My STEAM Project is a board game that aims to teach the players the order of organ function and path of food during digestion through game play cards and information written on the board. The board itself has different sections (mouth, esophagus, stomach, small intestine, large intestine, anus) which have a brief description of the organ and its purpose in digesting food. There are also outlines of the accessory organs that food does not travel through but still contribute to digestion. The players start by picking a token to use as their play piece. Players can choose between playing as protein, fat or carb which have different perks. Protein’s perk is +1 space to help cards that give extra moves during gameplay because proteins provide amino acids which are the building blocks of the body. Proteins also make up hemoglobin which provide oxygen to the body and tissues. I thought it was fitting that protein gives the player a small boost because of its many purposes. Fat is divide the effect of hinder cards in half because fats contribute to the structure of our cells, are important for hormone production, and are the most calorie dense macromolecule and I thought with it also providing for the structure of the body it should contribute to protecting against hindrances. Carbohydrate is +2 to every movement roll during the actual game because it provides a quick source of energy. I decided not to have anything affect the chronic cards other than the dice roll to teach how the symptoms of a chronic disease can change on a day to day basis. The single die roll being different every turn will show the players that the symptoms can affect the person living with the disease differently and a high roll will represent a high symptom day and a low roll will represent a low symptom day. Players will then take their turns in the order of carbohydrate, fat, and then protein and roll to see how far they move. I chose this order because carbohydrates are a fast digesting energy source, fats digest faster than proteins but are a slower energy source than proteins, and proteins have the longest process to be converted into energy. Similar to The Game of Life there are spaces that represent events. These events are represented by cards that are drawn by each player. Cards are labeled as Chronic, Hinder and Help and are shuffled into the stack that corresponds to their region of the digestive system which is displayed on the non-information side of the card. Chronic cards give the player chronic illnesses and diseases, such as Crohn’s disease, that stay with the player for the rest of the game to show how chronic diseases are for life and there is no cure for a vast majority of them. Hinder gives the player small injuries and illnesses, such as food poisoning, that are over in a turn or two but slow the player down. Help cards give the player a small boost based on healthy habits that promote good digestion and will help and not hinder any of the organs. Each card has a small description of the disease or event on it to explain why it helps, hinders, or is chronic.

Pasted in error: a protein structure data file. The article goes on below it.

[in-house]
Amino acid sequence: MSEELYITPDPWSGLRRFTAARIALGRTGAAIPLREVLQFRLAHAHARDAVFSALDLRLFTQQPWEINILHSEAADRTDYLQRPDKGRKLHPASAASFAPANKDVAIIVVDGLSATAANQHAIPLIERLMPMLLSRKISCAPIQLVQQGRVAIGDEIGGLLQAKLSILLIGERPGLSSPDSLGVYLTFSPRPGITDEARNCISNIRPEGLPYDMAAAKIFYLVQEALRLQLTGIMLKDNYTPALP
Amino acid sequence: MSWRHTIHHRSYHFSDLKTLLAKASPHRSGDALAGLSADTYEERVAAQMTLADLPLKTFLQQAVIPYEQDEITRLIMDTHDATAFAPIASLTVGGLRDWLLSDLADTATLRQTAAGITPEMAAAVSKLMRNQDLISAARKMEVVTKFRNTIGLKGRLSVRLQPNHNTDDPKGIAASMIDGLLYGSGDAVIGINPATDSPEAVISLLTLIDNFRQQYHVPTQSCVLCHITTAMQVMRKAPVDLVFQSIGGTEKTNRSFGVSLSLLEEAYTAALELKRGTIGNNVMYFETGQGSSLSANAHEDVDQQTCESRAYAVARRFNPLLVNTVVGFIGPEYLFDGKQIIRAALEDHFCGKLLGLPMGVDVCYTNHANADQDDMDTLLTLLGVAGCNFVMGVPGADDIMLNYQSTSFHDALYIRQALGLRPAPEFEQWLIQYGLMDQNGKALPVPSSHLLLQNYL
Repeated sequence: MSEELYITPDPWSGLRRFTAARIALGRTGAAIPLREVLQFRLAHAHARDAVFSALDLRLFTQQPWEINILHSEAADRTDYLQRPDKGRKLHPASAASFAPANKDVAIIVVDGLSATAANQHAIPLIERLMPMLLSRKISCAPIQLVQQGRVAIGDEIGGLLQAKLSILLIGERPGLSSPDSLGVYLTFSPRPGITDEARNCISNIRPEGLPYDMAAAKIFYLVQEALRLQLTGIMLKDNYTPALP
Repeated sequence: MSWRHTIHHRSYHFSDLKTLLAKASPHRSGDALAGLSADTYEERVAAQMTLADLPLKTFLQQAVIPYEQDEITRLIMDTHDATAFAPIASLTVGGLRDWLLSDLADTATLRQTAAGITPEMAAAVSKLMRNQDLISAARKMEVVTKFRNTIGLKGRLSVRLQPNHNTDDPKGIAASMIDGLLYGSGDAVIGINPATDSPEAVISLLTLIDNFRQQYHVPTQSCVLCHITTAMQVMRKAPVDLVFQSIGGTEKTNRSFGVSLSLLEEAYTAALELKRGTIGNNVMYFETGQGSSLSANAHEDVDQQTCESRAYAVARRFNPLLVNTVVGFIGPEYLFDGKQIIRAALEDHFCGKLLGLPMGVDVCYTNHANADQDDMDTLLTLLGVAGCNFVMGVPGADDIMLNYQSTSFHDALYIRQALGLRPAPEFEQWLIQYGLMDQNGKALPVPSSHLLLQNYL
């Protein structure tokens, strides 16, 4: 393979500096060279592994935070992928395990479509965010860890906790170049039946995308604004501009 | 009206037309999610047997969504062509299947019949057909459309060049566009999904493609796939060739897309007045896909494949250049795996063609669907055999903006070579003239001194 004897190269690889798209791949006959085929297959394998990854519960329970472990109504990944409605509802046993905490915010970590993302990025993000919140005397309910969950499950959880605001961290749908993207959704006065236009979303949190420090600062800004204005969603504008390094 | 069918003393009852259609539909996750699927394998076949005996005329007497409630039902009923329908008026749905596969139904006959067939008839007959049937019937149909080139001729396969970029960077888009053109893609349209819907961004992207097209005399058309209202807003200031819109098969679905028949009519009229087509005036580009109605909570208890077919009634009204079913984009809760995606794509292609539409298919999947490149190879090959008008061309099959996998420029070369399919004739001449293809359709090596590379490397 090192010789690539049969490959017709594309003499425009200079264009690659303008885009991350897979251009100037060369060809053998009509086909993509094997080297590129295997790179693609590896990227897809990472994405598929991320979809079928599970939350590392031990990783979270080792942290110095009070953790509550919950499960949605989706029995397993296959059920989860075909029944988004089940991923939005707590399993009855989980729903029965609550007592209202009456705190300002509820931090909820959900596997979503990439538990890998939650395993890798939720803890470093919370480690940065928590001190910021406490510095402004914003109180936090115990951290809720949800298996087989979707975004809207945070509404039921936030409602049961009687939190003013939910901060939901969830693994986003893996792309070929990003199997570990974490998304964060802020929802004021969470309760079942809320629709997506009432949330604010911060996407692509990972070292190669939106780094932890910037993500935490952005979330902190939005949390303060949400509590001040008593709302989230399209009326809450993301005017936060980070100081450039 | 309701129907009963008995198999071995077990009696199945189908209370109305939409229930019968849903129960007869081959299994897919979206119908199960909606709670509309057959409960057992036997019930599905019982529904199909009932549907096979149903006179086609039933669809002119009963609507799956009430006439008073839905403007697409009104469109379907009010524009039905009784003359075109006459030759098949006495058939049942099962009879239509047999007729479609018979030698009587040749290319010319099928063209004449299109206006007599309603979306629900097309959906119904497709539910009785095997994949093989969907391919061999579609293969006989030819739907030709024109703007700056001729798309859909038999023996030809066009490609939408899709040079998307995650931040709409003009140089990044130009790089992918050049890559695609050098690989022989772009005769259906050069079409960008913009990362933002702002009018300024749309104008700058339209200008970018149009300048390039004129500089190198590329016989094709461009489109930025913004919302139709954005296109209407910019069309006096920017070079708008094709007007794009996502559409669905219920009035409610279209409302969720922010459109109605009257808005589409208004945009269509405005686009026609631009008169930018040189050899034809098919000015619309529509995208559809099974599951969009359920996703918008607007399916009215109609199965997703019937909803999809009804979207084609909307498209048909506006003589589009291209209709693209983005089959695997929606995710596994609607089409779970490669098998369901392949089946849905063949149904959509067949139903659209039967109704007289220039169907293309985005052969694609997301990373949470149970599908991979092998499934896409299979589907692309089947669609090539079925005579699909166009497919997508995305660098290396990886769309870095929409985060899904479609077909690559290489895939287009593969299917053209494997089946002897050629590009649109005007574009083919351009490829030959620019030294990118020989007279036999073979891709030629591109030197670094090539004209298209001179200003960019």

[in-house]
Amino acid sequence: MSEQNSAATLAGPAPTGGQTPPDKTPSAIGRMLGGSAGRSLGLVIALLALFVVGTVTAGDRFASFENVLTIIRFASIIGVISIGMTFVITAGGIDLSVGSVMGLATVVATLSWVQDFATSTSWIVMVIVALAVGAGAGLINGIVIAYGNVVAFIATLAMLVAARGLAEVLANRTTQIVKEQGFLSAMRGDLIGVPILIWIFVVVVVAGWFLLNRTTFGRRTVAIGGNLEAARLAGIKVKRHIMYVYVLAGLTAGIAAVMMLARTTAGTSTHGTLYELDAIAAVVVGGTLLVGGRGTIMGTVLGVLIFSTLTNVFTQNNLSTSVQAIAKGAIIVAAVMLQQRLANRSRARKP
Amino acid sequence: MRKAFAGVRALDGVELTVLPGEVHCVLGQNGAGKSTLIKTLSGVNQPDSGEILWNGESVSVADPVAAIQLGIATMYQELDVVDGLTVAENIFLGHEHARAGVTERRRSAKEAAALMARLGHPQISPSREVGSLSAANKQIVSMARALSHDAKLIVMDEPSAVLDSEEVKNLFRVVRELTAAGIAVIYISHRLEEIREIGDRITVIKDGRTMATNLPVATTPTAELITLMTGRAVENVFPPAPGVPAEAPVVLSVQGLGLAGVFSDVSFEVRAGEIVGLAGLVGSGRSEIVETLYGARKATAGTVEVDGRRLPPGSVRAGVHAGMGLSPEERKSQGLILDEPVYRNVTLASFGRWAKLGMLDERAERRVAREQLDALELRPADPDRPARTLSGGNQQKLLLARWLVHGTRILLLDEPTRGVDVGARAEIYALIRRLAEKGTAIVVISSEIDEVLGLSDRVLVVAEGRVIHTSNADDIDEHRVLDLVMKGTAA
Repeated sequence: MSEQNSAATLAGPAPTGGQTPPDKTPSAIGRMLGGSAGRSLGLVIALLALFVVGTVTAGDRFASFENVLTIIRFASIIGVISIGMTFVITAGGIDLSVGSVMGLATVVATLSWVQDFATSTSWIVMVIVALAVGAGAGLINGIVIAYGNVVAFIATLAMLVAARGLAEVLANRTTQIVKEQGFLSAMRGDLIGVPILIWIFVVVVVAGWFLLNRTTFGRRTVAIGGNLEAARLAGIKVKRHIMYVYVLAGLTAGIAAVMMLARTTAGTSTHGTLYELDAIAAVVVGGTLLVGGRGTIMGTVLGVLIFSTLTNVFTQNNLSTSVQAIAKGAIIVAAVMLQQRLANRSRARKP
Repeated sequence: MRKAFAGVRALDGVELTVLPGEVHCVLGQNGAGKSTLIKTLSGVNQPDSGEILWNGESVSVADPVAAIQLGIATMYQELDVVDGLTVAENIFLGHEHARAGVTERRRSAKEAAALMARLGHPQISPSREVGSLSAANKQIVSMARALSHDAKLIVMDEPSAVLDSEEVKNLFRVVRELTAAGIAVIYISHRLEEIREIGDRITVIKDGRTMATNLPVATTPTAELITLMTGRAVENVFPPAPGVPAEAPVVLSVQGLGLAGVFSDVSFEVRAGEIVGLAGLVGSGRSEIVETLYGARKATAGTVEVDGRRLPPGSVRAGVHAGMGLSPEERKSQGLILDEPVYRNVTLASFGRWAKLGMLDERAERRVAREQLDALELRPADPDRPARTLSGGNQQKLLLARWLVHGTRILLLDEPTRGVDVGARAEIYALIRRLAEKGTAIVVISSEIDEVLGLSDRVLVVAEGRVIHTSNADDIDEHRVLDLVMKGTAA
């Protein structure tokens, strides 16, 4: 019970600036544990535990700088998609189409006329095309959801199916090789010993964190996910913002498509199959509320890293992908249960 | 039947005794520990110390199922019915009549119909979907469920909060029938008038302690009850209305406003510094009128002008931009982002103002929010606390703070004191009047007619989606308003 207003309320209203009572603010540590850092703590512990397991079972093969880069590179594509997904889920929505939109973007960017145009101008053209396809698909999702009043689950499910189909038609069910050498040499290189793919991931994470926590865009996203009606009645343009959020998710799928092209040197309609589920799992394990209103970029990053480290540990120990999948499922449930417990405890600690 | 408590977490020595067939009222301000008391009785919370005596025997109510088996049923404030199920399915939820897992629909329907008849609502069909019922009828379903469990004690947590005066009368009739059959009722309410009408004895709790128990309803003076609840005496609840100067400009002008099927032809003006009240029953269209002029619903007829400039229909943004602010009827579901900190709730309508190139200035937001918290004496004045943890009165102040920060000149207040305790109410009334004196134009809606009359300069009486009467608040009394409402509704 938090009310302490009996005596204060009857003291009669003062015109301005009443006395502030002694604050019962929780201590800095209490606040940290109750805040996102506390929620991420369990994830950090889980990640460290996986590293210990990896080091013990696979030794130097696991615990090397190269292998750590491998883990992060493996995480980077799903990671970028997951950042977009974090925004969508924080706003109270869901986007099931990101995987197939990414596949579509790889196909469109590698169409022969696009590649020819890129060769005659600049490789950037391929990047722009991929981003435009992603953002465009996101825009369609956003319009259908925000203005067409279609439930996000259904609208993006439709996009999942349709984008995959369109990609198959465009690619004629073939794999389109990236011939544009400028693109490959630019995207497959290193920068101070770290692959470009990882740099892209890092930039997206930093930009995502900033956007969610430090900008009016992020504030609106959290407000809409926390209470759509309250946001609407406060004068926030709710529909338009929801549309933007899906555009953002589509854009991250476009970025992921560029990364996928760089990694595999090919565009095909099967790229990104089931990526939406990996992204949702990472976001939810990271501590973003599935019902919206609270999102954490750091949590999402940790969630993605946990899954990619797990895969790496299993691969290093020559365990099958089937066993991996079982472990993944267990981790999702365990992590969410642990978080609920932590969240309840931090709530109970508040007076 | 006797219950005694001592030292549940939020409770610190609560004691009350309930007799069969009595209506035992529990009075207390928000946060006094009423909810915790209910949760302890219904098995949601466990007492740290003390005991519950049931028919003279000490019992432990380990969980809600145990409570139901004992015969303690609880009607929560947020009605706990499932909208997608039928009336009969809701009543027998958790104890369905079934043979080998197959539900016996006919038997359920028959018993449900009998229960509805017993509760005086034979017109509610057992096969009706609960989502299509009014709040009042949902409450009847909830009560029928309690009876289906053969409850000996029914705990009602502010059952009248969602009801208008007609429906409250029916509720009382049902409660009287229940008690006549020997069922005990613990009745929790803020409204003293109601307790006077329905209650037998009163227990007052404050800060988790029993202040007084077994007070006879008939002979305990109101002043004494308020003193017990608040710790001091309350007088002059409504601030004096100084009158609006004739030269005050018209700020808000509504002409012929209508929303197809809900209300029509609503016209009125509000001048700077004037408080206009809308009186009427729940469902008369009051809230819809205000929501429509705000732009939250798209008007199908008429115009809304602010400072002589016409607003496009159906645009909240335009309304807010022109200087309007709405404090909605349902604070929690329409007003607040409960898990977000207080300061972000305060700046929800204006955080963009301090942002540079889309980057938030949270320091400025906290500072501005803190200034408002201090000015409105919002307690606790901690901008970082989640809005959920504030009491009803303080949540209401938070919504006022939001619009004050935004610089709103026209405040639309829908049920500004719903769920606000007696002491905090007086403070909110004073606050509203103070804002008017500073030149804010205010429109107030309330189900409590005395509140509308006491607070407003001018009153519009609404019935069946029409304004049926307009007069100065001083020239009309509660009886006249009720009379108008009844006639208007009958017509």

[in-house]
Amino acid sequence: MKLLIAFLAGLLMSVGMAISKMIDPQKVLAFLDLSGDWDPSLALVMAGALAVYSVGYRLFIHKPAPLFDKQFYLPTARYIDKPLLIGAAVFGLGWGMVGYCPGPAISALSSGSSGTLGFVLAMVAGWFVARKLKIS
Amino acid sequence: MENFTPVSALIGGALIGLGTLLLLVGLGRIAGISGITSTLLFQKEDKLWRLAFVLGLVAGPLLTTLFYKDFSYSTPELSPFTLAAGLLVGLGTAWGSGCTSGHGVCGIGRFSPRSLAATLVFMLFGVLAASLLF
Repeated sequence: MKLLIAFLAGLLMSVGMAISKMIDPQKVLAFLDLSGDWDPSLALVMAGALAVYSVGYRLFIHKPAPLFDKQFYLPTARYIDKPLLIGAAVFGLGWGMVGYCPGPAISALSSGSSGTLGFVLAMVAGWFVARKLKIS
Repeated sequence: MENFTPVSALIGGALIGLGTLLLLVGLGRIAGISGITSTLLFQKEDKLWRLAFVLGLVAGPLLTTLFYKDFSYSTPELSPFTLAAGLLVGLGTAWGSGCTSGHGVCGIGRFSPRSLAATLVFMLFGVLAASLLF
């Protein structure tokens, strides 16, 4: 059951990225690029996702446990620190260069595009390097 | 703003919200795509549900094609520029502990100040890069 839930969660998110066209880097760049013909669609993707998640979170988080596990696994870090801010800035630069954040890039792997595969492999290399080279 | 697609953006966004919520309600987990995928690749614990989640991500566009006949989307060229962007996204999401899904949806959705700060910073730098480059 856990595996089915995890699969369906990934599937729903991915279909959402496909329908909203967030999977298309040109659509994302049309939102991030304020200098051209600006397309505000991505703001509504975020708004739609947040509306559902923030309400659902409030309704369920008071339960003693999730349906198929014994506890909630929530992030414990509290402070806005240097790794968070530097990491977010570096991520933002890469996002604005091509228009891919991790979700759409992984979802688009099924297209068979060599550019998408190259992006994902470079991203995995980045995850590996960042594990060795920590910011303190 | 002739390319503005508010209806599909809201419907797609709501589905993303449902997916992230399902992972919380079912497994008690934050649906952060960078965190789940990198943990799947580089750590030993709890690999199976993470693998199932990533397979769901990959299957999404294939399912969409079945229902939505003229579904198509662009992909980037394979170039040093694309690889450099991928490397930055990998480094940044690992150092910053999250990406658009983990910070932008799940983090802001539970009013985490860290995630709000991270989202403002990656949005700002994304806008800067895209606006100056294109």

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One Comment

  1. This steam project covers the pathway and functions of the digestive system as well as the functions of each organ themselves. It does this in a fun and interactive way through the form of a board game. The players will start at the beginning of the digestive system (the mouth) and travel all the way to the anus, with details about each function, including the accessory organs like the liver. Throughout the game, there is information explaining what is going on in a specific location.Each player piece represents a macro molecule present in food, including protein, carb, or fat, with each having their own benefit if played through the digestive game. This creates a great way to understand how each macro molecule interacts with the digestive system themselves. In the game, cards are also involved which represent a situation related to the digestive system, including chronic digestive diseases, small digestive illnesses, as well as cards the promote a healthy digestive system.

    Chloe Parker

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